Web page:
Film theory types will tell you that serial killer/horror flicks usually work by setting us up with some kind of monstrous other -- a Freddy Krueger, for instance -- which is in turn defeated by an audience-identified hero; removal of the threat provides satisfaction and release by confirming the innate humanity of the hero and, thus, ourselves. Cure decimates this generic approach, however, because Mamiya isn't a murderer at all but rather a neutral figure who uses a warped psychoanalysis to bring out the hidden evil in others; he innocuously enters into a conversation with a patsy and, with a few suggestive prods, lets their own subconscious do all the heavy lifting. While his clean, Lecter-esque insanity is undeniable, Mamiya himself does no killing, nor does he compel his prey with any direct (or even indirect) order to do so. Instead of giving us a strawman ogre, ready to be knocked down by reason and rule of law, Cure has at its center a cipher, a wandering shaman who simply uses Freud's own "talking cure" to unlock the occult desires and phobias of regular folks, people just like you and me. Starting from that premise, the film becomes increasingly complex and engaging as Takabe, distracted by his own wife slowly succumbing to mental illness, meshes with Mamiya and becomes a self-aware reflection of the sickness that surrounds everything.

But this is a thriller, dammit; whom are we to root against? If Mamiya is merely an enigma who serves to initiate change, where is the bad guy who gets to receive all of our delicious animosity? Even the murderers themselves are each shown to be empathetic, foibled characters who have acted in a fit of madness, not evil sadism; the elementary school teacher, completely devastated after realizing his crime, remarks under questioning that gutting his wife seemed like the most natural thing in the world to do. Cure's terrifying theme is that we have nothing but our own collective subconscious -- the long-repressed fantasy world buried deep beneath cultural roles, relationships and institutions -- to blame for the horrors of this world. There is no external bogeyman to serve as scapegoat, because the monster is us: a loving husband, an educated physician, a well-meaning civil servant.
As in Terry Gilliam's similarly claustrophobic Brazil, Cure creates a vision of a ground-down society built exclusively out of decaying institutions (squalid hospitals and police stations), dark recesses (flickering bulbs and dim holding cells) and broken industry (rattling washing machines and chthonic foundries). The blur of fantasy and reality becomes increasingly smeared as the movie progresses, culminating with one of the most ambiguous (and unsettling) closers in recent memory, an image that lingers on as the question mark to punctuate an already cryptic story. Emphasizing atmosphere, suggestion and mood without sacrificing concrete plot development, Cure positively exudes eerieness by means of its nonexistent score, minimal audio (save the occasional burst of Lynchian industrial background noise), realistic lighting and long static shots which allow stark horror -- and there's plenty of it -- to unfold slowly. Disturbing and disorienting images pop up regularly, and the occasional use of quick disassociative edits impart an overwhelming feeling throughout the film of reality and fantasy melting into one another, the vanishing point of the liminal mind ebbing far away from shore.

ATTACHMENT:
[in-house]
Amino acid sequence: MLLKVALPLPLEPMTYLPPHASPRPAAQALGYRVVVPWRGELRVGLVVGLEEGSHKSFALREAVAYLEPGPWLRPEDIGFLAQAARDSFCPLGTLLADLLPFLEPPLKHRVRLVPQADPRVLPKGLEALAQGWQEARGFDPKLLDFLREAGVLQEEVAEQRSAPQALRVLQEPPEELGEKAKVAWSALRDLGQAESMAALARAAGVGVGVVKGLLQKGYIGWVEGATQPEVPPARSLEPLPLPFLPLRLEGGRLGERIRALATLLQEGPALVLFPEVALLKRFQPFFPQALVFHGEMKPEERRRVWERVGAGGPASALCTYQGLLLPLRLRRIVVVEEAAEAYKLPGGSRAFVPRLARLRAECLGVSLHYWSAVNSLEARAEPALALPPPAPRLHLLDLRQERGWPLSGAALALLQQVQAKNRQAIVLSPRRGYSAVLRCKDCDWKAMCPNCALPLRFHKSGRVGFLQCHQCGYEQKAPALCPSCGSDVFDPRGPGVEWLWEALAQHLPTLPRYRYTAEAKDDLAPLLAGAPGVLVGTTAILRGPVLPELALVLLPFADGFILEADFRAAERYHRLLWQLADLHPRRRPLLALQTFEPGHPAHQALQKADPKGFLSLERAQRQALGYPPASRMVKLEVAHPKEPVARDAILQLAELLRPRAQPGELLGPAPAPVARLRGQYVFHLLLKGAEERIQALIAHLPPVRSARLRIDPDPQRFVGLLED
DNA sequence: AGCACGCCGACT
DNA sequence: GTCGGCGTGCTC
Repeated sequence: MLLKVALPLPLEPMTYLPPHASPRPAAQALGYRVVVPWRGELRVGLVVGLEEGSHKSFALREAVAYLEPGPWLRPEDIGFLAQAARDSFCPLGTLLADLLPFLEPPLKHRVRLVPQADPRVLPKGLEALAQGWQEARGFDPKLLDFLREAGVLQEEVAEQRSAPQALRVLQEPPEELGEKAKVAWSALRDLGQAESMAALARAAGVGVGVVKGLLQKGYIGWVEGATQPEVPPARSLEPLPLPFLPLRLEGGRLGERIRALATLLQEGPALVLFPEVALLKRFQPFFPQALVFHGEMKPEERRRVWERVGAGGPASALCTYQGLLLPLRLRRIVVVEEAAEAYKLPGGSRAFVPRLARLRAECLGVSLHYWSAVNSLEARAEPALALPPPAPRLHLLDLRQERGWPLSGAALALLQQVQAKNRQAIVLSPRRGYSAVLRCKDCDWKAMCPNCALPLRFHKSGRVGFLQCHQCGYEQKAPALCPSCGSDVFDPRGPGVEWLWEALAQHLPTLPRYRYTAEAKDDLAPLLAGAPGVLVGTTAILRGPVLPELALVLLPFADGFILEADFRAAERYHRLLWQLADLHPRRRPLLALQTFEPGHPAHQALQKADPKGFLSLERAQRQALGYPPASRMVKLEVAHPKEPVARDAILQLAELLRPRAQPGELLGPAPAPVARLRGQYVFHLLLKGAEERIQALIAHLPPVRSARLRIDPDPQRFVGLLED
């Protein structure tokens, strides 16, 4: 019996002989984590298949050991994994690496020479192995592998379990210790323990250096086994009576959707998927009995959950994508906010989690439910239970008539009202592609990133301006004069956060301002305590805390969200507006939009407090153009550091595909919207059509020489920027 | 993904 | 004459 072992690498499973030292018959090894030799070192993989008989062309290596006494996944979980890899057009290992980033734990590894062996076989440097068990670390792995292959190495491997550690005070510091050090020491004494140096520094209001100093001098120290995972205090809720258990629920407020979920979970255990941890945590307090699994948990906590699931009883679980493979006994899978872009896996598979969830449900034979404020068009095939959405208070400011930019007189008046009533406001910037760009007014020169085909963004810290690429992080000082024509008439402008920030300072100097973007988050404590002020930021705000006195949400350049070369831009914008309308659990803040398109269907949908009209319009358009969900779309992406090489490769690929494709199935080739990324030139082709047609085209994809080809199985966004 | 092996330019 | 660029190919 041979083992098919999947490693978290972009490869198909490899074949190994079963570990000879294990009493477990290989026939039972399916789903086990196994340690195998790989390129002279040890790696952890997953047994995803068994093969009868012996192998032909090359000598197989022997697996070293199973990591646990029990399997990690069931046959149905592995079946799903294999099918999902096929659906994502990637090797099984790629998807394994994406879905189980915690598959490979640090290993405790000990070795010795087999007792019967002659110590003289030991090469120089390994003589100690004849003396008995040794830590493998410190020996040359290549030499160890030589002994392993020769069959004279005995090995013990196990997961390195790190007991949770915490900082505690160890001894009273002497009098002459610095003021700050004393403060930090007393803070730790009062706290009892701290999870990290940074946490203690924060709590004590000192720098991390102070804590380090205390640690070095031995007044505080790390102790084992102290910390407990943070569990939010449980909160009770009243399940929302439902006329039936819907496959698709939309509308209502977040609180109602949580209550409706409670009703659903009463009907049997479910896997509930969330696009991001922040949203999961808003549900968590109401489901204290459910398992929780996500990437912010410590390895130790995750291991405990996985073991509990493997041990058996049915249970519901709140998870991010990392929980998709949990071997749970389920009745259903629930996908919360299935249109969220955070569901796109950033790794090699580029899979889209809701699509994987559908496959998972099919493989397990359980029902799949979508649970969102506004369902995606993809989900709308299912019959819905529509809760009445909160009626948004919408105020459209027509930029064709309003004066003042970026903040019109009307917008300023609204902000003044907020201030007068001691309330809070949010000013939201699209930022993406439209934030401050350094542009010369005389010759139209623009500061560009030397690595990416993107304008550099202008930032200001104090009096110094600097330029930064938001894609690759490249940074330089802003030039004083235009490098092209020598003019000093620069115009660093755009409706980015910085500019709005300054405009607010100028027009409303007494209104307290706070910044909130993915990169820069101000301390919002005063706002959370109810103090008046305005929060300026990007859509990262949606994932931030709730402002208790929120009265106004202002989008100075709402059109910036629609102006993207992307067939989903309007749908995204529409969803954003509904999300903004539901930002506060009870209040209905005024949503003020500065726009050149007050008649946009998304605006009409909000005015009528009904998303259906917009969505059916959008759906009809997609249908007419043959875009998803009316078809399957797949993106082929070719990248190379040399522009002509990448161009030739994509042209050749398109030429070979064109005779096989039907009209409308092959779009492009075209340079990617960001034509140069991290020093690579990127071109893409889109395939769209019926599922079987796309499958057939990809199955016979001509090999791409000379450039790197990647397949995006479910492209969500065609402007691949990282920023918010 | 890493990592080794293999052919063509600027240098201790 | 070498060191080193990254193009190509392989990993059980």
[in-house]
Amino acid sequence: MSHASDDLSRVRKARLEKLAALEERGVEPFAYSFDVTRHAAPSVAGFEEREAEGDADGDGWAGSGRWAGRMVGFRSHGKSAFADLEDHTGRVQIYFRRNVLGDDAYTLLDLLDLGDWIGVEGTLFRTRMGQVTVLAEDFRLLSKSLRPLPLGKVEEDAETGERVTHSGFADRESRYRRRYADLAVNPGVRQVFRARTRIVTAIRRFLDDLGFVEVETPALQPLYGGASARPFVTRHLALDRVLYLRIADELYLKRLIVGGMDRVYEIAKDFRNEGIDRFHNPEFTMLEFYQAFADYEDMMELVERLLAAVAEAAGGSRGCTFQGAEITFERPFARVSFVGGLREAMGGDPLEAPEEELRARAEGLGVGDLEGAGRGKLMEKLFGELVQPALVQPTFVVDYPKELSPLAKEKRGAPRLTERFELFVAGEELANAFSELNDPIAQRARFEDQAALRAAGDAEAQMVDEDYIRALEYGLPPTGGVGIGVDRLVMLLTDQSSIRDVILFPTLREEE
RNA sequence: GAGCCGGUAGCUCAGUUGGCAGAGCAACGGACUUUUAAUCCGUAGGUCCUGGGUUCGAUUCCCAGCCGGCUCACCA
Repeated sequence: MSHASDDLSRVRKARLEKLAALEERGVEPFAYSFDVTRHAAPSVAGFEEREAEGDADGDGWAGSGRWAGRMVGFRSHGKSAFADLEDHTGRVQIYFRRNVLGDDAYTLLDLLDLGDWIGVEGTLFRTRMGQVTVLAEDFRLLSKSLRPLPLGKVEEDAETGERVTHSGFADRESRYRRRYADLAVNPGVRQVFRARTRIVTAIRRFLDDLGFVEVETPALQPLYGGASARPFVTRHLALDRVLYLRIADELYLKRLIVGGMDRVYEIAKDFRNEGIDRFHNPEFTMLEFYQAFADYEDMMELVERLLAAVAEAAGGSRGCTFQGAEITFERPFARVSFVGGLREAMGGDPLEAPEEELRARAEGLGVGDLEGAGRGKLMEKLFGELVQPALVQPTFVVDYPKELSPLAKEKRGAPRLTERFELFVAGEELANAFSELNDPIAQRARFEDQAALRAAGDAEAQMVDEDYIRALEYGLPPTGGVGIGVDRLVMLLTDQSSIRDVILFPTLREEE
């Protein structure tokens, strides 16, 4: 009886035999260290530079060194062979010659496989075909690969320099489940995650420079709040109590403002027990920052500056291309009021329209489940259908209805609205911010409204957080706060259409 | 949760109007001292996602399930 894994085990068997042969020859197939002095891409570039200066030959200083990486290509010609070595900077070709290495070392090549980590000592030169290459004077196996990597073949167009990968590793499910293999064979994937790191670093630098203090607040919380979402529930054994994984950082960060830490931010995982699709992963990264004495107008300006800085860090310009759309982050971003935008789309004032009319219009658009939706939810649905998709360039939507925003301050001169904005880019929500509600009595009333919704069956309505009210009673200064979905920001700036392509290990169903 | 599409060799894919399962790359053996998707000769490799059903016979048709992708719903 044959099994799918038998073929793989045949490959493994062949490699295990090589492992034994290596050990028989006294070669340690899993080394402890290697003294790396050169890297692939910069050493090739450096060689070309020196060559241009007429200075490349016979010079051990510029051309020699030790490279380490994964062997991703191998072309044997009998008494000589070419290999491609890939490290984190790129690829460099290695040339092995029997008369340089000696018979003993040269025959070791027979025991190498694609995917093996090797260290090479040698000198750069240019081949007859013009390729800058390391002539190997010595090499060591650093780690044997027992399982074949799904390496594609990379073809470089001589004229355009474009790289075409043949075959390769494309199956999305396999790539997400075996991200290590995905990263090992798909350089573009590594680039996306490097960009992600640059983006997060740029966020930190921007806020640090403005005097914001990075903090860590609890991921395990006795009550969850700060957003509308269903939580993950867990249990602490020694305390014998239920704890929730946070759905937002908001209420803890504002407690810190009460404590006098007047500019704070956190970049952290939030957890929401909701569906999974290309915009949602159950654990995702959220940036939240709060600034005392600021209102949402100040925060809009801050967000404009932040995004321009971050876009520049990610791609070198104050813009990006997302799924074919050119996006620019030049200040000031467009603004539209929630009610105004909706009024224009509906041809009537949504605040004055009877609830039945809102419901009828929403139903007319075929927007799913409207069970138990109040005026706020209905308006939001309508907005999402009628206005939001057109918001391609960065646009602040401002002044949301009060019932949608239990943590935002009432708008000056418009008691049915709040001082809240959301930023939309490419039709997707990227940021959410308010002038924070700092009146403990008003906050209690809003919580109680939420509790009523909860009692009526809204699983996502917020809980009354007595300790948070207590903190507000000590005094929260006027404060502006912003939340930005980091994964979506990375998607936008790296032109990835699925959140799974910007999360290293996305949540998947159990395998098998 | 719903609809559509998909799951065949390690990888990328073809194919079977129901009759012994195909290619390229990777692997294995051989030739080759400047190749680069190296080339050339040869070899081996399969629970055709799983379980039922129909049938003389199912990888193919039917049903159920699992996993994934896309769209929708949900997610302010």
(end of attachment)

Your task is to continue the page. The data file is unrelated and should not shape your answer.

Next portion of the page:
Echoing the brutal Weekend by acknowledged influence Jean-Luc Godard, Kiyoshi Kurosawa has created a pre-millennial dystopia that remains deliberately detached and hallucinatory. An allegory of traditional cultural repression, a comment on the loss of identity in a postmodern world or a warning against a rising tide of violence in Japanese society (or perhaps all three), Cure is a chilling and unforgettable vision of psychic apocalypse.

Cure will be shown August 3-16 at The Screening Room